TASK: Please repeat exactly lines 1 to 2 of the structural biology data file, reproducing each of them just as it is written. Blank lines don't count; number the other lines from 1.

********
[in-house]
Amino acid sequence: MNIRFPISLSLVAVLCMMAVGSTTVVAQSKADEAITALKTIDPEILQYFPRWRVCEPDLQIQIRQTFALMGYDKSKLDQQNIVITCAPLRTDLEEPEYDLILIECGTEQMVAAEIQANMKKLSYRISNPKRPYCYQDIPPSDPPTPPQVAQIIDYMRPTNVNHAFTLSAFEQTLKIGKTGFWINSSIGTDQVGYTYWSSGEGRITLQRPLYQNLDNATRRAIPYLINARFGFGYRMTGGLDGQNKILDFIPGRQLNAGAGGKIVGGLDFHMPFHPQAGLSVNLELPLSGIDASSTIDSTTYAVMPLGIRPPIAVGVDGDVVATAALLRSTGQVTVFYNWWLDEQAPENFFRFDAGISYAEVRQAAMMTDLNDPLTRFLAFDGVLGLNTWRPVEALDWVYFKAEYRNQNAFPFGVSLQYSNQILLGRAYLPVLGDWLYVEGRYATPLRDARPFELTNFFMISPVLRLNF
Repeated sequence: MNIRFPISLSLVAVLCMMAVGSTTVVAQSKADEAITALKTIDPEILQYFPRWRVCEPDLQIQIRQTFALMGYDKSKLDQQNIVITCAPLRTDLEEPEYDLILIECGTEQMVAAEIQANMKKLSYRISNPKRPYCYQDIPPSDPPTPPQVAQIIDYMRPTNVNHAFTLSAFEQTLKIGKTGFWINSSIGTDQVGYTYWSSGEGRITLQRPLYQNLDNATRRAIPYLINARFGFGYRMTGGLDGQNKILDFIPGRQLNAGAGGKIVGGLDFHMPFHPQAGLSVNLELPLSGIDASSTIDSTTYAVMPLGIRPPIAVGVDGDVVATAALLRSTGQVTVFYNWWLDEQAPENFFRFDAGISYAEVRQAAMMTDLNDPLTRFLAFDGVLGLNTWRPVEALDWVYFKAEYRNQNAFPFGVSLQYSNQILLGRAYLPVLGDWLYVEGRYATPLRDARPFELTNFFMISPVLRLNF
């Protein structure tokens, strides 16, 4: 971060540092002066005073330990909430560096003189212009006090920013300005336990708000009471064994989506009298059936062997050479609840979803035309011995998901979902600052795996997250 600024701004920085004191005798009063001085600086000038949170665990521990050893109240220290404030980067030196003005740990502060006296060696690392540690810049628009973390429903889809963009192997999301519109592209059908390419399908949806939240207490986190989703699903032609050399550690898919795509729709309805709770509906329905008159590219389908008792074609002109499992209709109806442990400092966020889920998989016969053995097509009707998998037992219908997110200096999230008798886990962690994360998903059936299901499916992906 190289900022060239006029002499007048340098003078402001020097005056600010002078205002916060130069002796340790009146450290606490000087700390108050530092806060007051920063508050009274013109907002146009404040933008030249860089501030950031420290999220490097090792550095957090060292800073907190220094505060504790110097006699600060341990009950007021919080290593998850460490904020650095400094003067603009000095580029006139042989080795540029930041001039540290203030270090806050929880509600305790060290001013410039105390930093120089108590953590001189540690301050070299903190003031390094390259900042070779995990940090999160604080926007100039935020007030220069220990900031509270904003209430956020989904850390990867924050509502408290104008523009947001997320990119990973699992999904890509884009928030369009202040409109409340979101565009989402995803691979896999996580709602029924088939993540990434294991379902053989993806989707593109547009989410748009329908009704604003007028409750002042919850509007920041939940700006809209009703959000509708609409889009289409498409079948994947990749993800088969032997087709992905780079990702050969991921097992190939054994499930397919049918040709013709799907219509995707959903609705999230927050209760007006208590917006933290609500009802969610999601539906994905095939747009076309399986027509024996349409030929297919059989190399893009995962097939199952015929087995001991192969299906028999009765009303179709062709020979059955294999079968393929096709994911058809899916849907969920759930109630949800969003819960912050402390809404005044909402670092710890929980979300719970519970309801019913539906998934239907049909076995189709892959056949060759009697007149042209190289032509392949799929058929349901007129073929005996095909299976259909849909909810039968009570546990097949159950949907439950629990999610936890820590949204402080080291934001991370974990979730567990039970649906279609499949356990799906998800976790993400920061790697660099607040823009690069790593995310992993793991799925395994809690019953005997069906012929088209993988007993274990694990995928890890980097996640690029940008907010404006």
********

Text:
[in-house]
Amino acid sequence: MNIRFPISLSLVAVLCMMAVGSTTVVAQSKADEAITALKTIDPEILQYFPRWRVCEPDLQIQIRQTFALMGYDKSKLDQQNIVITCAPLRTDLEEPEYDLILIECGTEQMVAAEIQANMKKLSYRISNPKRPYCYQDIPPSDPPTPPQVAQIIDYMRPTNVNHAFTLSAFEQTLKIGKTGFWINSSIGTDQVGYTYWSSGEGRITLQRPLYQNLDNATRRAIPYLINARFGFGYRMTGGLDGQNKILDFIPGRQLNAGAGGKIVGGLDFHMPFHPQAGLSVNLELPLSGIDASSTIDSTTYAVMPLGIRPPIAVGVDGDVVATAALLRSTGQVTVFYNWWLDEQAPENFFRFDAGISYAEVRQAAMMTDLNDPLTRFLAFDGVLGLNTWRPVEALDWVYFKAEYRNQNAFPFGVSLQYSNQILLGRAYLPVLGDWLYVEGRYATPLRDARPFELTNFFMISPVLRLNF